In this part two of our report on the New York Times feature entitled “How Singapore Is Creating More Land for Itself”, in which we found interesting anecdotes on the People’s Action Party (P.A.P) and the opposition, here’s one about the resilience of the ruling party.
The New York Times writer said: “In a restless polity, such single-mindedness would earn the ruling party a risky degree of unpopularity, but nothing seems to dent the P.A.P.”
Of course , the P.A.P. won the election in 2011, “even though Singaporeans were angry over housing shortages and an overburdened public-transportation system.”
And it won again, this time against all odds, even more handily in 2015.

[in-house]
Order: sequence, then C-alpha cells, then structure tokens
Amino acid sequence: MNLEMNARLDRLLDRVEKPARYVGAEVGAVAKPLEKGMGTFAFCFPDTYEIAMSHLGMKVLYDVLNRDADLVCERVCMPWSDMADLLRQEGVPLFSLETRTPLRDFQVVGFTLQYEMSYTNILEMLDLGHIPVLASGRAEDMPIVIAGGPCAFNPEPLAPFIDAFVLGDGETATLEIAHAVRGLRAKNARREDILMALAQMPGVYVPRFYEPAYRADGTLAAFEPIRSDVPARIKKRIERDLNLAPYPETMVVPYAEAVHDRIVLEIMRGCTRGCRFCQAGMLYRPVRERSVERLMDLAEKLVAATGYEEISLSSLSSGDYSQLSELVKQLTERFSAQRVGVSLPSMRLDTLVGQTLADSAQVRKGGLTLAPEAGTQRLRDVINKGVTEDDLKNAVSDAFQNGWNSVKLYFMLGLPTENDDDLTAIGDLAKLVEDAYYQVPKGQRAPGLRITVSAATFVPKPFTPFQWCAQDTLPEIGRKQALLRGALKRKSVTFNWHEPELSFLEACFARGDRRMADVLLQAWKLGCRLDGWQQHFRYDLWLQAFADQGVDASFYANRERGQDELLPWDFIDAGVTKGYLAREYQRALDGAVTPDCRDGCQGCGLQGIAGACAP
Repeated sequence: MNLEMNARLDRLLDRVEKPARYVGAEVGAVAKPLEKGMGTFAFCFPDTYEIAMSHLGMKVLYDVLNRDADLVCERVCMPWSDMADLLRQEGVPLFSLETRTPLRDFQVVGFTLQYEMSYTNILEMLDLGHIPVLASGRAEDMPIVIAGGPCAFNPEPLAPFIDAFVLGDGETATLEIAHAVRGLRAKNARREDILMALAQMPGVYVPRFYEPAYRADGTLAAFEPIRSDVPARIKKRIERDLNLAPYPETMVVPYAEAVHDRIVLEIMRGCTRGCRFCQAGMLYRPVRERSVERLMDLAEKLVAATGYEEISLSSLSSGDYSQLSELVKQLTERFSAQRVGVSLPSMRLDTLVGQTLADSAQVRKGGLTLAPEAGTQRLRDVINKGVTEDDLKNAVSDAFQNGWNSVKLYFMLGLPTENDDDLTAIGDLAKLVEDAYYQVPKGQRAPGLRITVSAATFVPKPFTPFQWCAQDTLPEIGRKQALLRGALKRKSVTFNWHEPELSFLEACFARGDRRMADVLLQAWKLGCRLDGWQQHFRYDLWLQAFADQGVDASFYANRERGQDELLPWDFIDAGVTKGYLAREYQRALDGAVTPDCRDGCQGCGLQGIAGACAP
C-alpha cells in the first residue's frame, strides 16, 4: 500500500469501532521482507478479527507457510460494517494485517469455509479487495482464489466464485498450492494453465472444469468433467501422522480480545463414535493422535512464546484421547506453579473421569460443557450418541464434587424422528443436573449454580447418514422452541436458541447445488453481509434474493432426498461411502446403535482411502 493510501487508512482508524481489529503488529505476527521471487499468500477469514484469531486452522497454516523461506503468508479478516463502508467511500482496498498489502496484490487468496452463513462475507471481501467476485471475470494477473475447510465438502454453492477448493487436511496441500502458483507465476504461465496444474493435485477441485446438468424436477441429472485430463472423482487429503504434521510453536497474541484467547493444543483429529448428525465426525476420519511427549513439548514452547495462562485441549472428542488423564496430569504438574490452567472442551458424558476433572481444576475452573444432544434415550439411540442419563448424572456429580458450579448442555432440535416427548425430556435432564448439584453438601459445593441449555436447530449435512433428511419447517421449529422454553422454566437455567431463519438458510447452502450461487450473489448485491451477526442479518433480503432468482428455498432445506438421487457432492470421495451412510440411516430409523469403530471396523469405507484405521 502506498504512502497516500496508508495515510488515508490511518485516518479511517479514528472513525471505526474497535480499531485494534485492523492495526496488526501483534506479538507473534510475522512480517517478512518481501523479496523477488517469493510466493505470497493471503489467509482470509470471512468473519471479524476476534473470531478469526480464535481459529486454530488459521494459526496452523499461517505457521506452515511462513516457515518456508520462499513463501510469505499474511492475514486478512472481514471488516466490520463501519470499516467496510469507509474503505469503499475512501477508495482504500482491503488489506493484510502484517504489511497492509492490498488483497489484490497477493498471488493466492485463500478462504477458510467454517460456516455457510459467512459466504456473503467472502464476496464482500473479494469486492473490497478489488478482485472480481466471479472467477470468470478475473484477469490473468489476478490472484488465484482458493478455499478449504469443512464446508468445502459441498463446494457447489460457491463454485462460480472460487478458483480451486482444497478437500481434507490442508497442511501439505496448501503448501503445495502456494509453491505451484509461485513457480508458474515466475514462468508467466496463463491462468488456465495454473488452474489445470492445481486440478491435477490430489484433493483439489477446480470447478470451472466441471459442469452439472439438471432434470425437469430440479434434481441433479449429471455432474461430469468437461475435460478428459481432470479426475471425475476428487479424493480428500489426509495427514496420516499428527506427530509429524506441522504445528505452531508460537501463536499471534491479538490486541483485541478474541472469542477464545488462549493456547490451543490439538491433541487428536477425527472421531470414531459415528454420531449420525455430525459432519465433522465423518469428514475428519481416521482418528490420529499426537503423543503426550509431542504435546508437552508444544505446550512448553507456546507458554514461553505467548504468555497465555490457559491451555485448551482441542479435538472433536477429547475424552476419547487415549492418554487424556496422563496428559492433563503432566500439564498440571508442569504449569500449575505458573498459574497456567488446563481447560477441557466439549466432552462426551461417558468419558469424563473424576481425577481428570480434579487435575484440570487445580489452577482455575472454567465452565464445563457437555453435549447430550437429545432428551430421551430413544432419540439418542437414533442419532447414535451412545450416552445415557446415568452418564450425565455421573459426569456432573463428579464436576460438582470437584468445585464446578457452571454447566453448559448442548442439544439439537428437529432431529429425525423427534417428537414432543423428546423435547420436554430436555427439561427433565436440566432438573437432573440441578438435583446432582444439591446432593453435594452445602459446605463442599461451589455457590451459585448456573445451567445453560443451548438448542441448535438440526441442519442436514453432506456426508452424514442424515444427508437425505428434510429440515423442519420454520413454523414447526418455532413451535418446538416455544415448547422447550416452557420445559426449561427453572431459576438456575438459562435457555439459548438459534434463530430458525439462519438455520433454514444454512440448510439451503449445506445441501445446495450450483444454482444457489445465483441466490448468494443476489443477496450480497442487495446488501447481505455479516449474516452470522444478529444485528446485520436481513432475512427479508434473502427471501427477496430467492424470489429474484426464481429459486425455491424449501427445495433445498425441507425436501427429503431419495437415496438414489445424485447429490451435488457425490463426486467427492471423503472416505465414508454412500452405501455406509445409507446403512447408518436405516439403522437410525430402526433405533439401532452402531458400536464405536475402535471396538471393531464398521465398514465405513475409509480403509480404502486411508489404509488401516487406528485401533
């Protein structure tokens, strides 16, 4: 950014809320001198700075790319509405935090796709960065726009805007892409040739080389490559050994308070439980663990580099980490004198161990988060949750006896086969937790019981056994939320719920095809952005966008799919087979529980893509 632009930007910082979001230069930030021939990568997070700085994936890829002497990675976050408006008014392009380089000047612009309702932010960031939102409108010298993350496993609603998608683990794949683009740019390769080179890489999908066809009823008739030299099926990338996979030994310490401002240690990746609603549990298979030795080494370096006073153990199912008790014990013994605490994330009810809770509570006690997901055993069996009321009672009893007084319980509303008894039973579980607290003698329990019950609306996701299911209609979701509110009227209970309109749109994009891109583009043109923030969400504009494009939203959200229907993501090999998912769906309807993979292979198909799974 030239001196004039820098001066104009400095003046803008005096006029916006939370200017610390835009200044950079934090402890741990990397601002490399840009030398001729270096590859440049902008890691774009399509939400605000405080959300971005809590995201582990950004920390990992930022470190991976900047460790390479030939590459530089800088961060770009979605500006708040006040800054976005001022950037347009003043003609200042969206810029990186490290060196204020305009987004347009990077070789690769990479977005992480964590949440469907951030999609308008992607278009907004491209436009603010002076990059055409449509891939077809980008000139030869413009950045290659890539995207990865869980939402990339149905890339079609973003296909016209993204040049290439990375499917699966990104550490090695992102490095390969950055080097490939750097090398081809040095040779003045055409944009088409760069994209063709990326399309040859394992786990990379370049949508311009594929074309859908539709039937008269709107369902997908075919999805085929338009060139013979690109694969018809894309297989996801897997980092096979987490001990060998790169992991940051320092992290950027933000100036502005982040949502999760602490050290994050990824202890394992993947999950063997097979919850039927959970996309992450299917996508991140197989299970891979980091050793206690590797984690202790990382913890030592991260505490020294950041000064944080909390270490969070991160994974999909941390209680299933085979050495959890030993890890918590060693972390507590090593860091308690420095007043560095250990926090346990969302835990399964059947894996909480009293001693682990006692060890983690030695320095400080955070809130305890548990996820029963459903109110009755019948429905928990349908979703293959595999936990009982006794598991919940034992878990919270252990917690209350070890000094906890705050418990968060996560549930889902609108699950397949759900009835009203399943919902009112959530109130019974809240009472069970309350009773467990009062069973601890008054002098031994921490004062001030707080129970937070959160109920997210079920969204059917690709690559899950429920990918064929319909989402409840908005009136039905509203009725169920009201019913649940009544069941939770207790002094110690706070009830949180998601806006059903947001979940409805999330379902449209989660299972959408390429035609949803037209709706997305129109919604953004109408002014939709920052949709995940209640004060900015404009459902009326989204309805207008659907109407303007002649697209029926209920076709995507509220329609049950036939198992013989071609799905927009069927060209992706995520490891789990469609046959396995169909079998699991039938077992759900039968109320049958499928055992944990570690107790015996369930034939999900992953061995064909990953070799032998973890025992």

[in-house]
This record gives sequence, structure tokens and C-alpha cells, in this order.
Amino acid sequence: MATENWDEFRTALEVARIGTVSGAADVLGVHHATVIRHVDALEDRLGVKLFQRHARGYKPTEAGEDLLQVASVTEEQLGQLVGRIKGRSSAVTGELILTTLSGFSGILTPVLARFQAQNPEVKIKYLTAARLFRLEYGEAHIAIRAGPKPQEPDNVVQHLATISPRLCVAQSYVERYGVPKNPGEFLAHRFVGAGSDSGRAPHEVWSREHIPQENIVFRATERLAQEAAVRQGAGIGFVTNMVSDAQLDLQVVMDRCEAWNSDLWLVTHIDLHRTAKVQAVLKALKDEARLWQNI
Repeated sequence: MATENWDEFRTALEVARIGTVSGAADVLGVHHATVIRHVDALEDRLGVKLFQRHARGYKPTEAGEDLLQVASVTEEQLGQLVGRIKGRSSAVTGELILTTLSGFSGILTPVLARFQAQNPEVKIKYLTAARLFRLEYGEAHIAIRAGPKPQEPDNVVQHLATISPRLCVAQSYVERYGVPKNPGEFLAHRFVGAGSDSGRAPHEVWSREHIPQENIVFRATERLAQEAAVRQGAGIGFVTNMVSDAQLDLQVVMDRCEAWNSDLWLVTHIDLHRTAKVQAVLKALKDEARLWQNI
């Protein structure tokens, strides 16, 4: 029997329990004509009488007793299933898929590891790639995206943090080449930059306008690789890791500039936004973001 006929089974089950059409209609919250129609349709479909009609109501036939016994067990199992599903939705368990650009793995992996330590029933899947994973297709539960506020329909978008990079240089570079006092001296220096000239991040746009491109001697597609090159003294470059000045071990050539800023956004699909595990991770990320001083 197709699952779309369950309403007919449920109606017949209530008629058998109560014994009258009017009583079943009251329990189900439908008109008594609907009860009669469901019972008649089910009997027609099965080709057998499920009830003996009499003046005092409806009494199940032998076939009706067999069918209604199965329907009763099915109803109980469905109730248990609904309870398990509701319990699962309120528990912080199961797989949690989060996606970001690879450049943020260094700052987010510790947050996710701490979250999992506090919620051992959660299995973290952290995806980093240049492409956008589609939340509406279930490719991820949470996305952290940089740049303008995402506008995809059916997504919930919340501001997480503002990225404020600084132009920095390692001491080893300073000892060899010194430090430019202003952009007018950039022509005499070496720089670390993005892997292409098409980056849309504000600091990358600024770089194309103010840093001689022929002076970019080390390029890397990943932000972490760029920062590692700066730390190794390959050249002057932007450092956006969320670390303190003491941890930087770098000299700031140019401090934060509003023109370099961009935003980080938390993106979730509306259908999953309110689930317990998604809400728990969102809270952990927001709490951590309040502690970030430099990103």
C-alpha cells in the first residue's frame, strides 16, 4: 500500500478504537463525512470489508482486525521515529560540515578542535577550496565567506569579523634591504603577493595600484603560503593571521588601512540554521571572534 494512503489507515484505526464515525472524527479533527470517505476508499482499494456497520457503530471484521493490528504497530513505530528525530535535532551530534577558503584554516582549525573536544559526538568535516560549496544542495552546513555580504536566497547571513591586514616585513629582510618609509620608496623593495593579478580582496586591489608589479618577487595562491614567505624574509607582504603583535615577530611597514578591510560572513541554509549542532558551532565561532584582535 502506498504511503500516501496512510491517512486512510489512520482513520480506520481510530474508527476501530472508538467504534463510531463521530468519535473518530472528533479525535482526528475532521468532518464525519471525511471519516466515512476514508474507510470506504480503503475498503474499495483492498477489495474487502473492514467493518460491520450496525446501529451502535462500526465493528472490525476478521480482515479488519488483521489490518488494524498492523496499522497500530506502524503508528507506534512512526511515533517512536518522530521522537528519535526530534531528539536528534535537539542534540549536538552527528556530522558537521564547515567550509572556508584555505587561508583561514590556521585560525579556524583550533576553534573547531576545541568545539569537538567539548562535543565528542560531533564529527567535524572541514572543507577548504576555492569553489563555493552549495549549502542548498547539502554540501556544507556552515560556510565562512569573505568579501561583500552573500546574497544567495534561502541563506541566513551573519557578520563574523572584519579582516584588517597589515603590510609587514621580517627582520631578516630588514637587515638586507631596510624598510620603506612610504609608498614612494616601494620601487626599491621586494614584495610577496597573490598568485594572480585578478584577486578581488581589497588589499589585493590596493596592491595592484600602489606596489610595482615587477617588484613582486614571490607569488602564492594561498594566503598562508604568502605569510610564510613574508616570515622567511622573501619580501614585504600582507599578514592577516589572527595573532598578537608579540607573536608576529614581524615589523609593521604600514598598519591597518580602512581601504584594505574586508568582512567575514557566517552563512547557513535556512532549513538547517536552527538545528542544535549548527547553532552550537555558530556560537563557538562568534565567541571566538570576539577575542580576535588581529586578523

This after land prices rose by 30 percent three years in a row and after the government’s migration-led population target of 6.9 million by 2030 — necessary to fill out the work force, but also a strain on the island’s finite resources — kindled a public protest, a singular event in this country.
“But stopping the state from doing something it wants to do is, in Singapore, a task primed for defeat,” wrote Samanth Subramanian, who is a correspondent for The National and the author of “This Divided Island: Life, Death, and the Sri Lankan War.
He said an ‘inert citizenry’ gives the government the freest of hands in confronting climate change, just as it does in every other sphere, far into the foreseeable future.
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